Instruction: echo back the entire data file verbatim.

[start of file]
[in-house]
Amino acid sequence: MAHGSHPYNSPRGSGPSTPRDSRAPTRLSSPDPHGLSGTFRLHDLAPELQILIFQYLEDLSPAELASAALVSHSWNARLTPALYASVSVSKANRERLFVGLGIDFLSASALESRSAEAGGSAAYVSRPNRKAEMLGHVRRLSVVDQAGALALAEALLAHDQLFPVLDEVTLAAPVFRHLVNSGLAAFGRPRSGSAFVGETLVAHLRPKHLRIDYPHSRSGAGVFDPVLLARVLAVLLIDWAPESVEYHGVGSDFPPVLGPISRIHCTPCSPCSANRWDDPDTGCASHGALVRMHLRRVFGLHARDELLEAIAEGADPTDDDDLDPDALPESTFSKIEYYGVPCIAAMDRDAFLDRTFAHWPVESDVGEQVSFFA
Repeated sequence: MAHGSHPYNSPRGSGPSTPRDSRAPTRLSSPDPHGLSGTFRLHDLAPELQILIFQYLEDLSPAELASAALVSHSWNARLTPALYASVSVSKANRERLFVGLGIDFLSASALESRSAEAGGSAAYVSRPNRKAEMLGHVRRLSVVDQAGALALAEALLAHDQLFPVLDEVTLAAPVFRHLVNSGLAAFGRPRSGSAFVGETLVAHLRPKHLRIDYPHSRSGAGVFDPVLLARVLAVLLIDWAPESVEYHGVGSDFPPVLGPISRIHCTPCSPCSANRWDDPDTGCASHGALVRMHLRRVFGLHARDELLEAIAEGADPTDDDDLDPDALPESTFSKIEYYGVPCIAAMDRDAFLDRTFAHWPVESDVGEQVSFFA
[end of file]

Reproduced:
[in-house]
Amino acid sequence: MAHGSHPYNSPRGSGPSTPRDSRAPTRLSSPDPHGLSGTFRLHDLAPELQILIFQYLEDLSPAELASAALVSHSWNARLTPALYASVSVSKANRERLFVGLGIDFLSASALESRSAEAGGSAAYVSRPNRKAEMLGHVRRLSVVDQAGALALAEALLAHDQLFPVLDEVTLAAPVFRHLVNSGLAAFGRPRSGSAFVGETLVAHLRPKHLRIDYPHSRSGAGVFDPVLLARVLAVLLIDWAPESVEYHGVGSDFPPVLGPISRIHCTPCSPCSANRWDDPDTGCASHGALVRMHLRRVFGLHARDELLEAIAEGADPTDDDDLDPDALPESTFSKIEYYGVPCIAAMDRDAFLDRTFAHWPVESDVGEQVSFFA
Repeated sequence: MAHGSHPYNSPRGSGPSTPRDSRAPTRLSSPDPHGLSGTFRLHDLAPELQILIFQYLEDLSPAELASAALVSHSWNARLTPALYASVSVSKANRERLFVGLGIDFLSASALESRSAEAGGSAAYVSRPNRKAEMLGHVRRLSVVDQAGALALAEALLAHDQLFPVLDEVTLAAPVFRHLVNSGLAAFGRPRSGSAFVGETLVAHLRPKHLRIDYPHSRSGAGVFDPVLLARVLAVLLIDWAPESVEYHGVGSDFPPVLGPISRIHCTPCSPCSANRWDDPDTGCASHGALVRMHLRRVFGLHARDELLEAIAEGADPTDDDDLDPDALPESTFSKIEYYGVPCIAAMDRDAFLDRTFAHWPVESDVGEQVSFFA